ALCOA, Tennessee — When the call comes in, it is a race to save a life. 

New videos released to 10News by the Alcoa Police Department show first responders working to save lives after overdoses. The videos are the first opportunity we have seen to watch police officers and paramedics in East Tennessee using the overdose reversing drug Narcan to bring people back to life after taking drugs. They show a first-person perspective of life on the front lines of the overdose epidemic. 

►NEED HELP? Click here to get help for opioid addiction

► MORE: Find more coverage and resources on the OD Epidemic 

“Just over the last two, two and a half years we’ve seen a significant increase,” said David Carswell, the Chief of the Alcoa Police Department. “People stop breathing. They’re not going to live very long when they stop breathing. That’s why all first responders put a high priority on getting to the scene as quickly as possible.”

With Narcan in hand, officers race to the scene after an overdose call. Before they are even out of the car, officers already have the overdose reversing drug in hand. 

The videos released to 10News show five overdose calls in the span of about three months that Alcoa Police officers responded to. They range from October of 2018 to January of 2019. 

In one of the body camera videos, officers respond to an apartment in Alcoa and revive a man who has overdosed. After he is brought back to life by three doses of Narcan, he refuses to go to the hospital. Officers put him in bed and leave. Twenty minutes later, they get another call to the same apartment. This time, a woman who was with him overdosed on heroin. 

► MORE: They lost their sons to the OD epidemic

► MORE:  An empty seat at the Thanksgiving table

In another video, a man overdoses in a parking lot in the middle of the day. He is brought back to life with the help of off-duty firefighters and nurses. 

A third video shows a man fighting with first responders after he is revived, yelling at them to get off of him after they saved his life. 

“When we administer the Narcan, one of the side effects is a lot of times they come back and they are very combative. They try and fight us,” said Roger Robinson, the Chief of the Alcoa Fire Department. “People look at that as their safety net. That’s sad.”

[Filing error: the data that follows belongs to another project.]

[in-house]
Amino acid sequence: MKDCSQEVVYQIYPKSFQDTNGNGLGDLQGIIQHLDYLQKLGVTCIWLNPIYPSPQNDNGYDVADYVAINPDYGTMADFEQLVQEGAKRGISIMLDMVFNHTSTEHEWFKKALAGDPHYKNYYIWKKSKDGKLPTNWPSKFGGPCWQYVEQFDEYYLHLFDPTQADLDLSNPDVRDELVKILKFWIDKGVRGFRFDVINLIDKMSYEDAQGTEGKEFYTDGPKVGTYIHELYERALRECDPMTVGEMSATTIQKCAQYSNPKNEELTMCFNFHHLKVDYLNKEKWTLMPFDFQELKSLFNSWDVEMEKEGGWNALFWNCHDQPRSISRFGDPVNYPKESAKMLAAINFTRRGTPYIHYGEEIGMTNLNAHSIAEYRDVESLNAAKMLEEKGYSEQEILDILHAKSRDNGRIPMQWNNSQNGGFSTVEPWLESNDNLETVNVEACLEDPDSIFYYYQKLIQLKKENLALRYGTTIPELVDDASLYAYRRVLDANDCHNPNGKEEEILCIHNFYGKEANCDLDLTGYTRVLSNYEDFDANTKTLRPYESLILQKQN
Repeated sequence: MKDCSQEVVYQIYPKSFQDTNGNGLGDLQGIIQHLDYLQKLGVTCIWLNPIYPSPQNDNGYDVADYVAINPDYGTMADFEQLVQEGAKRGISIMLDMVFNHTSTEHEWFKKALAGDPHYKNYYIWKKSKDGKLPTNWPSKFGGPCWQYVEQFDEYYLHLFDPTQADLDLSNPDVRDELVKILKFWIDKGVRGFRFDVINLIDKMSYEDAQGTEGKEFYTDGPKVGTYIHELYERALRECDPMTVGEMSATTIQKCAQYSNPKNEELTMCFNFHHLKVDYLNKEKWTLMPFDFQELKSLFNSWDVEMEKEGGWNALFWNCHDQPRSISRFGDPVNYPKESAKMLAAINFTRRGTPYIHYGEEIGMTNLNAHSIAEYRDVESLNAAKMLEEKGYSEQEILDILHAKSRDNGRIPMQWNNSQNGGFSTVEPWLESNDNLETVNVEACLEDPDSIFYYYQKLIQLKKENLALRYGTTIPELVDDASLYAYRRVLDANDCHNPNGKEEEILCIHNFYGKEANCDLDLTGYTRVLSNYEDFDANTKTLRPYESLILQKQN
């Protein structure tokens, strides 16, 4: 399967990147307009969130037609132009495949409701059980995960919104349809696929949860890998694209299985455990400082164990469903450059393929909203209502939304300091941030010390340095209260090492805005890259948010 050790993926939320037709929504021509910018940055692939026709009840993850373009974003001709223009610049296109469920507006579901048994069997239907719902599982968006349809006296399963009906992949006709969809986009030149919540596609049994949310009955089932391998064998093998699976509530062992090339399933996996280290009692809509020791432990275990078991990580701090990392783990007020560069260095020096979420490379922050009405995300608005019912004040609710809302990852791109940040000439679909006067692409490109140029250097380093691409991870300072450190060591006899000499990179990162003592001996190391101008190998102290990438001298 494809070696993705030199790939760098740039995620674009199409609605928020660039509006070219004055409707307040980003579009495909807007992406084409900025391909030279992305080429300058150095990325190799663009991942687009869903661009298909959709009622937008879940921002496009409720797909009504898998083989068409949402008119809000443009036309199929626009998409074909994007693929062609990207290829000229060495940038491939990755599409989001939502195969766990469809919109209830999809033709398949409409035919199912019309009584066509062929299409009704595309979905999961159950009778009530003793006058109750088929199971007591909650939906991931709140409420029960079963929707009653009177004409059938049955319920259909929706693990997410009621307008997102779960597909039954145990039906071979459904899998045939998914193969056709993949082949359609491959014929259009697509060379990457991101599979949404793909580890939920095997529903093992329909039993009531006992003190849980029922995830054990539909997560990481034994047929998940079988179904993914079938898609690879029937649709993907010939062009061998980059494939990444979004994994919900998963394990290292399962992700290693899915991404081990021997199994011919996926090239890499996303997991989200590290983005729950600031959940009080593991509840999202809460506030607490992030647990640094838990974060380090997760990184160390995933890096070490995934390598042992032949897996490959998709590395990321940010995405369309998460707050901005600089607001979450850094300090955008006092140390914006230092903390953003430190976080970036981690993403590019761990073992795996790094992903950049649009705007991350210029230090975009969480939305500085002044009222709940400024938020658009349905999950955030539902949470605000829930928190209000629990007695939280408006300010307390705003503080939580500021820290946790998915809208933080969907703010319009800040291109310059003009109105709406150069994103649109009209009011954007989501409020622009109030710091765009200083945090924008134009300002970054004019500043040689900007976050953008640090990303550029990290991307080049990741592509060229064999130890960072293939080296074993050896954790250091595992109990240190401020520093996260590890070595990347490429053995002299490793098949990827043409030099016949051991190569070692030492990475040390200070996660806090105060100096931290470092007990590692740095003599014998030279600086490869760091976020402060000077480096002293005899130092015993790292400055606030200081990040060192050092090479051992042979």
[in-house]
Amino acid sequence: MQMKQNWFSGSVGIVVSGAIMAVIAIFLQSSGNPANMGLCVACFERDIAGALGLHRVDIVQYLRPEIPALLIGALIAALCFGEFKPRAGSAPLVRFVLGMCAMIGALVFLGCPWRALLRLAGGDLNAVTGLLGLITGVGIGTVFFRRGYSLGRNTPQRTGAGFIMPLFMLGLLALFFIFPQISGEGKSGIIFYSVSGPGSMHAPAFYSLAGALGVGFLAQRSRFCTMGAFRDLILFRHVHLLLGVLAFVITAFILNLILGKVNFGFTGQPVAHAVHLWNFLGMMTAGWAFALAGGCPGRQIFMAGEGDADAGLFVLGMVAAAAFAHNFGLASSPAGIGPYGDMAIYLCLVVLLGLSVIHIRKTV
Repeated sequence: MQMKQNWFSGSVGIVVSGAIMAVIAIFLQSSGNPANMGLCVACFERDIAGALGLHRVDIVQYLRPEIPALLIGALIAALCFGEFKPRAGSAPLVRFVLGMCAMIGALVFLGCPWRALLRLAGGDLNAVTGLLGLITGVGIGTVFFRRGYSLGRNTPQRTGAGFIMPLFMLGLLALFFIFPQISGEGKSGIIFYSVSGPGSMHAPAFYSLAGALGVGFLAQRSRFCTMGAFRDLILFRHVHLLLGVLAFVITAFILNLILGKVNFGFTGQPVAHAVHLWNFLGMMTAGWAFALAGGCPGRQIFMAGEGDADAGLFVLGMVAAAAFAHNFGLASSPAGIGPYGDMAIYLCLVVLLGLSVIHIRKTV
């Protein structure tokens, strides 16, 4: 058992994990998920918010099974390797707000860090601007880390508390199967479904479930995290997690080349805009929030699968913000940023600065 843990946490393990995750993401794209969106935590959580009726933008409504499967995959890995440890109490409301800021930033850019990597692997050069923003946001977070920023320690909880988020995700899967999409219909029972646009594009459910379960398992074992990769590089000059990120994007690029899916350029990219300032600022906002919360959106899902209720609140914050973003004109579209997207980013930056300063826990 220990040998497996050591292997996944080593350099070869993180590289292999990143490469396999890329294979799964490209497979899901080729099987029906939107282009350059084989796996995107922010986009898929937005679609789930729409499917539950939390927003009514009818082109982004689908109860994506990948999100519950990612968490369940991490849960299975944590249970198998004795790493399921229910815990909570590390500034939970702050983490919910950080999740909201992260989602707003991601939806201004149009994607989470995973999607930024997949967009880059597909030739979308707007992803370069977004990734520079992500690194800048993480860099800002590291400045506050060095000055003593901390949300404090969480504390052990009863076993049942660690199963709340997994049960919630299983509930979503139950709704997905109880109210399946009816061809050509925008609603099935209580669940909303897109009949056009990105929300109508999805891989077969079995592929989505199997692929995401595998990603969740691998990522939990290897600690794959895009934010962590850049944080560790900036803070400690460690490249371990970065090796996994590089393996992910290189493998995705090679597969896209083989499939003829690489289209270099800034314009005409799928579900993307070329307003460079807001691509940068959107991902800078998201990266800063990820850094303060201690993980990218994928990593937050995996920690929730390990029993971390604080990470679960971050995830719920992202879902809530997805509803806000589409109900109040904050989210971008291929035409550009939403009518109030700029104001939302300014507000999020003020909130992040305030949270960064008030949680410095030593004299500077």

In 2018, the Alcoa Police Department responded to 37 overdoses. Officers were able to save 34 of those people. One person died and the department does not have any information on the other two. 

In 2017, the department responded to 24 overdoes. The Alcoa Fire Department responded to 17 overdoses in 2018 and 20 in 2017.

The Alcoa Police Department also keeps track of the demographics and locations of overdose victims.

In 2018, 10 people overdosed at public businesses, 17 overdosed at private residences, four overdosed in motels, and five overdosed in random locations such as parking lots. 21 of those people were white females, 14 were white males, and two were black females. 

► MORE: Ride along with the officers on the front line of the OD epidemic

► MORE: Grandparents lose their kids to OD epidemic, now raising their grandkids

“Our concern is and our belief is that we’ve not even scratched the tip of the iceberg yet, that it’s going to get worse before it gets better,” said Carswell. “Everybody hears that the heroin and opioid issue is a national epidemic, and it is. There’s no community, including ours that is immune from it.”

In 2018, the Knoxville Fire Department responded to 737 overdose calls, more than two a day. They administered Narcan 492 times. That’s up from 403 in 2017. In 2015, they only used the overdose reversing drug 52 times.

“We get asked a lot, why do you even do it? Why do you even bother with this?” said Carswell. “It goes back to, because each person matters and that’s what we’re in the business to do, to save a life if we can.”